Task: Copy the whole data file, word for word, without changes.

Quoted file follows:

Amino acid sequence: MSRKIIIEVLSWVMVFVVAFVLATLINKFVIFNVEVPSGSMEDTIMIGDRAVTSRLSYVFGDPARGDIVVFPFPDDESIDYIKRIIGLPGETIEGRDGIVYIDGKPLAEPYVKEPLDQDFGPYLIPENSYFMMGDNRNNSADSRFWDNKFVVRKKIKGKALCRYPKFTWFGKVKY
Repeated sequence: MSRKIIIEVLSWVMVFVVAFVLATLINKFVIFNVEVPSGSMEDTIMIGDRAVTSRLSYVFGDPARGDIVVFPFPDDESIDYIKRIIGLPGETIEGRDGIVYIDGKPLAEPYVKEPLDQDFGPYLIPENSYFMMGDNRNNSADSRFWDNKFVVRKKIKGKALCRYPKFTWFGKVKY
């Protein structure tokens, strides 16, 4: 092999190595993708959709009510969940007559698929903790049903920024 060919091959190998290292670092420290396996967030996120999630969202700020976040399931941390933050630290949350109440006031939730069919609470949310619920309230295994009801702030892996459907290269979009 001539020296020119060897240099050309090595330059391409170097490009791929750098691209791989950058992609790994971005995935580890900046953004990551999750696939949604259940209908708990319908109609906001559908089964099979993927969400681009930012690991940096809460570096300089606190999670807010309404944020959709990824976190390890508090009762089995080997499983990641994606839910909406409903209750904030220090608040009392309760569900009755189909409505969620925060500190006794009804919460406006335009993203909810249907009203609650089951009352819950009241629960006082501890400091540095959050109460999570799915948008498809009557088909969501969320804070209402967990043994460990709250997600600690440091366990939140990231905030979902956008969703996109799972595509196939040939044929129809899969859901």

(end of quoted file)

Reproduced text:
Amino acid sequence: MSRKIIIEVLSWVMVFVVAFVLATLINKFVIFNVEVPSGSMEDTIMIGDRAVTSRLSYVFGDPARGDIVVFPFPDDESIDYIKRIIGLPGETIEGRDGIVYIDGKPLAEPYVKEPLDQDFGPYLIPENSYFMMGDNRNNSADSRFWDNKFVVRKKIKGKALCRYPKFTWFGKVKY
Repeated sequence: MSRKIIIEVLSWVMVFVVAFVLATLINKFVIFNVEVPSGSMEDTIMIGDRAVTSRLSYVFGDPARGDIVVFPFPDDESIDYIKRIIGLPGETIEGRDGIVYIDGKPLAEPYVKEPLDQDFGPYLIPENSYFMMGDNRNNSADSRFWDNKFVVRKKIKGKALCRYPKFTWFGKVKY
């Protein structure tokens, strides 16, 4: 092999190595993708959709009510969940007559698929903790049903920024 060919091959190998290292670092420290396996967030996120999630969202700020976040399931941390933050630290949350109440006031939730069919609470949310619920309230295994009801702030892996459907290269979009 001539020296020119060897240099050309090595330059391409170097490009791929750098691209791989950058992609790994971005995935580890900046953004990551999750696939949604259940209908708990319908109609906001559908089964099979993927969400681009930012690991940096809460570096300089606190999670807010309404944020959709990824976190390890508090009762089995080997499983990641994606839910909406409903209750904030220090608040009392309760569900009755189909409505969620925060500190006794009804919460406006335009993203909810249907009203609650089951009352819950009241629960006082501890400091540095959050109460999570799915948008498809009557088909969501969320804070209402967990043994460990709250997600600690440091366990939140990231905030979902956008969703996109799972595509196939040939044929129809899969859901």